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story.lead_photo.caption FILE - Amber Cox shovels snow from the porch roof at her home in Auburn, Maine, on March 8, 2018. With prices surging worldwide for heating oil, natural gas and other fuels, the U.S. government said Wednesday, Oct. 13, 2021 it expects households to see jumps of up to 54% for their heating bills compared to last winter. (Daryn Slover/Sun Journal via AP)

NEW YORK (AP) — Get ready to pay sharply higher bills for heating this winter, along with seemingly everything else.

With prices surging worldwide for heating oil, natural gas and other fuels, the U.S. government said Wednesday it expects households to see their heating bills jump as much as 54 percent compared to last winter.

Nearly half the homes in the U.S. use natural gas for heat, and they could pay an average $746 this winter, 30 percent more than a year ago. Those in the Midwest could get particularly pinched, with bills up an estimated 49 percent, and this could be the most expensive winter for natural-gas heated homes since 2008-09.

The second-most used heating source for homes is electricity, making up 41 percent of the country, and those households could see a more modest six percent increase to $1,268. Homes using heating oil, which make up four percent of the country, could see a 43 percent increase — more than $500 — to $1,734. The sharpest increases are likely for homes that use propane, which account for five percent of U.S. households.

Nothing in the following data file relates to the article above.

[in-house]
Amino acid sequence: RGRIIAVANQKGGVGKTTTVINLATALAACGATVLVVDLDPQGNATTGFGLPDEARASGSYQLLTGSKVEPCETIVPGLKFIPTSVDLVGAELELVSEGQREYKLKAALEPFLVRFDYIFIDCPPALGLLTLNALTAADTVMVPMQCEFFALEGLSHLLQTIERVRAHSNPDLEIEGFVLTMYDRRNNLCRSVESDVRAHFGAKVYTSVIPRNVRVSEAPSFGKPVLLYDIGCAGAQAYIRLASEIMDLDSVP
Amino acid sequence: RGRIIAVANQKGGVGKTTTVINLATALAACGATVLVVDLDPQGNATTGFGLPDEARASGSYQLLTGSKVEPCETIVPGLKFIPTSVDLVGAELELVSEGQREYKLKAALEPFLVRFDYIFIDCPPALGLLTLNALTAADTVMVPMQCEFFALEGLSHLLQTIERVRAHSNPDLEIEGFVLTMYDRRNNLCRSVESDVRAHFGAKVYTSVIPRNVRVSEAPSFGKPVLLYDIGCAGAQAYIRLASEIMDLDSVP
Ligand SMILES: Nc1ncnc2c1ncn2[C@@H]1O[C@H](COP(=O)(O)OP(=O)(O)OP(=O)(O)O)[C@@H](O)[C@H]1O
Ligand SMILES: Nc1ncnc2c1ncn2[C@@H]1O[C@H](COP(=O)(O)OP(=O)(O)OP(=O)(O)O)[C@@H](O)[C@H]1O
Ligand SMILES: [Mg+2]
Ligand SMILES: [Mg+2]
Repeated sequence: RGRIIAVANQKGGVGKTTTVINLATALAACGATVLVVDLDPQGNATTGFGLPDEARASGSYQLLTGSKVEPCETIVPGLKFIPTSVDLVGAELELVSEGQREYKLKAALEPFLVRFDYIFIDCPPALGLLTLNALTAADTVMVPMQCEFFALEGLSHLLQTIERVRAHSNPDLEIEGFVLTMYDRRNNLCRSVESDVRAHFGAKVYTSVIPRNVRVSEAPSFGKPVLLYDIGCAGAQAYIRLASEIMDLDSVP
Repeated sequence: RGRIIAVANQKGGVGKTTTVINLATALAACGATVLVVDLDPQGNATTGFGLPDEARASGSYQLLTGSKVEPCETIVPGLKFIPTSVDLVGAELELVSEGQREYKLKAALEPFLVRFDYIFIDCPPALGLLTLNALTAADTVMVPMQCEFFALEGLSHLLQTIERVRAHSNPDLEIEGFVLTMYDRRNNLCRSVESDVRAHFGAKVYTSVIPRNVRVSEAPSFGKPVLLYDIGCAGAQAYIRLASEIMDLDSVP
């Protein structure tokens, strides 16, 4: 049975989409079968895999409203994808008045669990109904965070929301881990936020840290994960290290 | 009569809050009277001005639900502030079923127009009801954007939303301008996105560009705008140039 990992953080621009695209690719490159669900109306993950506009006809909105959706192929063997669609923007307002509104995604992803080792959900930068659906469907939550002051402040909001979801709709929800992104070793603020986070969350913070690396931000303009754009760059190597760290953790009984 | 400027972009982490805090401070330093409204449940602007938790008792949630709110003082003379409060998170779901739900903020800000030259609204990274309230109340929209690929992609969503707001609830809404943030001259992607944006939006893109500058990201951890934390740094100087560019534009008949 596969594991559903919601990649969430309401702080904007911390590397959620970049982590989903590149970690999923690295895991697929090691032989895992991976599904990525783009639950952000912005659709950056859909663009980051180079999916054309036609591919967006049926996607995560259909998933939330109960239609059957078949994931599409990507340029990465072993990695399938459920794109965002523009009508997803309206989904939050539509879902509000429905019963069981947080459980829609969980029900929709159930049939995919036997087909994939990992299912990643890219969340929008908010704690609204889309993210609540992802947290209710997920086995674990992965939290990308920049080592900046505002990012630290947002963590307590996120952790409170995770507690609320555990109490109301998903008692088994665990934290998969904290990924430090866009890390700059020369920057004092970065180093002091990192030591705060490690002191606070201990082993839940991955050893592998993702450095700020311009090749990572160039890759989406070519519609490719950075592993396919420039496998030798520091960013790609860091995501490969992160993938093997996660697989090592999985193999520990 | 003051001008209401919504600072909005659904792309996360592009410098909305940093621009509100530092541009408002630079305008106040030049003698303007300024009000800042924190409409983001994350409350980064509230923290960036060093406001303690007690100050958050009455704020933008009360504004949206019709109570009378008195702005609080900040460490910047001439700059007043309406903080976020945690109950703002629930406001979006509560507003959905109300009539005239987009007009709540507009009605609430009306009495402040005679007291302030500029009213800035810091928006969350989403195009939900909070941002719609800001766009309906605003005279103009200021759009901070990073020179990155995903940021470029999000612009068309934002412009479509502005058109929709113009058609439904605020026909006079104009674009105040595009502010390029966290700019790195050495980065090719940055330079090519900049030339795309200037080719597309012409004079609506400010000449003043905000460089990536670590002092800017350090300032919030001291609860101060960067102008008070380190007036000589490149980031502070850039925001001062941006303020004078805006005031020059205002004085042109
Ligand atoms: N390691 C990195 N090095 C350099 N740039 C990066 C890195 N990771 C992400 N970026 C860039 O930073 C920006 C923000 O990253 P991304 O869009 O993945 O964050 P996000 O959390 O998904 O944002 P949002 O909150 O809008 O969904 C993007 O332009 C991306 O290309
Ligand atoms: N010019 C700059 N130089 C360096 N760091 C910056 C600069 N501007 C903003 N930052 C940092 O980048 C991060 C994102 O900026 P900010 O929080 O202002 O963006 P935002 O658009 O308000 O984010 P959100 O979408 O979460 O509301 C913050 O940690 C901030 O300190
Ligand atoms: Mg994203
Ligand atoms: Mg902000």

This winter is forecast to be slightly colder across the country than last year. That means people will likely be burning more fuel to keep warm, on top of paying more for each bit of it. If the winter ends up being even colder than forecast, heating bills could be higher than estimated, and vice-versa.

The forecast from the U.S. Energy Information Administration is the latest reminder of the higher inflation ripping across the global economy. Earlier Wednesday, the government released a separate report showing that prices were 5.4 percent higher for U.S. consumers in September than a year ago. That matches the hottest inflation rate since 2008, as a reawakening economy and snarled supply chains push up prices for everything from cars to groceries.

The higher prices hit everyone, with pay raises for most workers so far failing to keep up with inflation. But they hurt low-income households in particular.

“After the beating that people have taken in the pandemic, it’s like: What’s next?” said Carol Hardison, chief executive officer at Crisis Assistance Ministry, which helps people in Charlotte, North Carolina, who are facing financial hardship.

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